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[Cluster-devel] Re: furture plans for gfs2-utils: mount.gfs2 and the metafs



Hi,

On Fri, 2009-06-05 at 11:00 -0500, David Teigland wrote:
> On Fri, Jun 05, 2009 at 04:32:42PM +0100, Steven Whitehouse wrote:
> > Hi,
> > 
> > On Fri, 2009-06-05 at 09:54 -0500, David Teigland wrote:
> > > On Fri, Jun 05, 2009 at 11:00:17AM +0100, Steven Whitehouse wrote:
> > > > Another issue is how we mount gfs2 filesystems. I would like to try and
> > > > get rid of the mount.gfs2 helper for several reasons. Currently we are
> > > > using a different fstype (gfs2meta) to allow access to the GFS2 meta
> > > > filesystem. In reality though, we don't mount a different filesystem
> > > > type, but the same filesystem type as the "normal" filesystem, but with
> > > > a different root. We have also more recently also supported the "-o
> > > > meta" mount option to mount the meta root directly, but with some
> > > > restrictions. Bearing in mind how easy it is to lift those restrictions
> > > > (something that I've been discussing with Christoph) I'd like to raise
> > > > the possibility of replacing the mount.gfs2 helper with a system which
> > > > is very similar to that which we used to replace the umount.gfs2 helper
> > > > for similar reasons.
> > > > 
> > > > So the plan would be to enhance the mount function of GFS2 so that it is
> > > > possible to mount a GFS2 filesystem by allowing multiple mounts
> > > > (effectively a bind mount) of that block device with or without the "-o
> > > > meta" argument which is used to choose the filesystem root. The problem
> > > > of course, is the mount.gfs2 will then not know whether it is the first
> > > > mount of the fs, or a further mount of an existing fs unless its keeping
> > > > count of mounts per block device internally.
> > > 
> > > I don't follow your problem description there, could you state it more
> > > explicitly?  Give an example (sequence of commands), to demonstrate the
> > > problem (e.g. which command fails or doesn't do the right thing).
> > > 
> > I have an fstab entry like this:
> > /dev/sda7             /mnt/gfs0                   gfs2    noauto,rw,data=ordered,lockproto=lock_dlm,locktable=unity:myfs,quota=on,meta       1 2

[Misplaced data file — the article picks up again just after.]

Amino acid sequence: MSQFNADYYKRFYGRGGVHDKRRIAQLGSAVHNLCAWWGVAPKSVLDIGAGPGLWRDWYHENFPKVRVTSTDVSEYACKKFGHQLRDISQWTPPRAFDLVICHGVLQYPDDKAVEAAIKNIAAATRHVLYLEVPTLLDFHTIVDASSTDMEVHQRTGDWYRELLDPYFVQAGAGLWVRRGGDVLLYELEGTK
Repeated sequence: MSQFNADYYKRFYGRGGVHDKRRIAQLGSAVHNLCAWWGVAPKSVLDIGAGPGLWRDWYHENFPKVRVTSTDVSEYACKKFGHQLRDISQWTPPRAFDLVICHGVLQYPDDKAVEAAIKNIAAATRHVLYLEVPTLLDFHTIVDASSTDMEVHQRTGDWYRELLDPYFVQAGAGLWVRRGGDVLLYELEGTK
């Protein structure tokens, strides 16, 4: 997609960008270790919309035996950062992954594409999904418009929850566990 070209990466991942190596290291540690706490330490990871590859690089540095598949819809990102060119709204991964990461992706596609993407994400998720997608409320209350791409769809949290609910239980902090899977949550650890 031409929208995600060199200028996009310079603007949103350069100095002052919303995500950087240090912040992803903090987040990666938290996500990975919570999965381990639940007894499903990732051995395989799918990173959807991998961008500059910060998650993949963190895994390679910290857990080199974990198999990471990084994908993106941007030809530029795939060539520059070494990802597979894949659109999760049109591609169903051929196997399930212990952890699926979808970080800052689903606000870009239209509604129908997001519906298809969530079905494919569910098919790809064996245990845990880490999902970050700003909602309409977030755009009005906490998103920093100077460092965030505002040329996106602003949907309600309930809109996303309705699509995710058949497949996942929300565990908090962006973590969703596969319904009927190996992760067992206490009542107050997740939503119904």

> > 
> > and then I do:
> > [root men-an-tol gfs2-2.6-fixes.git]# mount /mnt/gfs0
> > [root men-an-tol gfs2-2.6-fixes.git]# mount -t gfs2 /mnt/gfs0 /mnt/gfs1
> 
> I don't know what kind of mount <dir1> <dir2> is, some form of bind mount?
> 
Yes. Identical to what was being done with the gfs2meta filesystem type
previously. Its only using /mnt/gfs0 to grab an inode from which to find
out what the block device is. Doing it this way eliminates any races in
mounting the second fs root based upon the first.

> > /sbin/mount.gfs2: bad read: Invalid argument on line 263 of file
> > /builddir/build/BUILD/cluster-2.99.12/gfs2/mount/util.c
> 
> I can't find that line number in any code (version 2.99.12 appears to be from
> Oct 2008!?)  But, isn't it simply complaining that you've provided two dirs as
> input args?
> 
Yes, the message isn't great and we are in the process of cleaning
things like that up. It might be that it is the case, and we can simply
fix that, in which case it makes things easy.

The question is though, if I mount the same fs multiple times, does
mount.gfs2 realise that its the same fs each time? If so, then I think
we are done in that area.

> > > I'm familiar with using uevents to mount, that's the way it originally
> > > worked in 2005 (gfs Groundhog Day continues):
> > > 
> > > http://git.fedorahosted.org/git/cluster.git?p=cluster.git;a=commit;h=2ec0da360f4eba591ecbf5e4dc8ed35b82f4142c
> > > 
> > Then the question arises, why was it changed?
> 
> Much cleaner and works better.  Changing it back again now would require you
> to first rewrite most of gfs_controld, and then face up to all the new
> problems that doing it differently would present.  It would be rearranging the
> deck chairs on the titanic; if you're dieing to do major work on this, just
> toss out the whole thing and design a much simpler system that doesn't require
> so much complex user/kernel interaction (see ocfs2).
> 
> Dave
> 
Well we can certainly look at what they are doing. I don't think we can
easily change the recovery at this stage, but journal id allocation
might not be so tricky. Are there any docs which describe how it works?

Steve.



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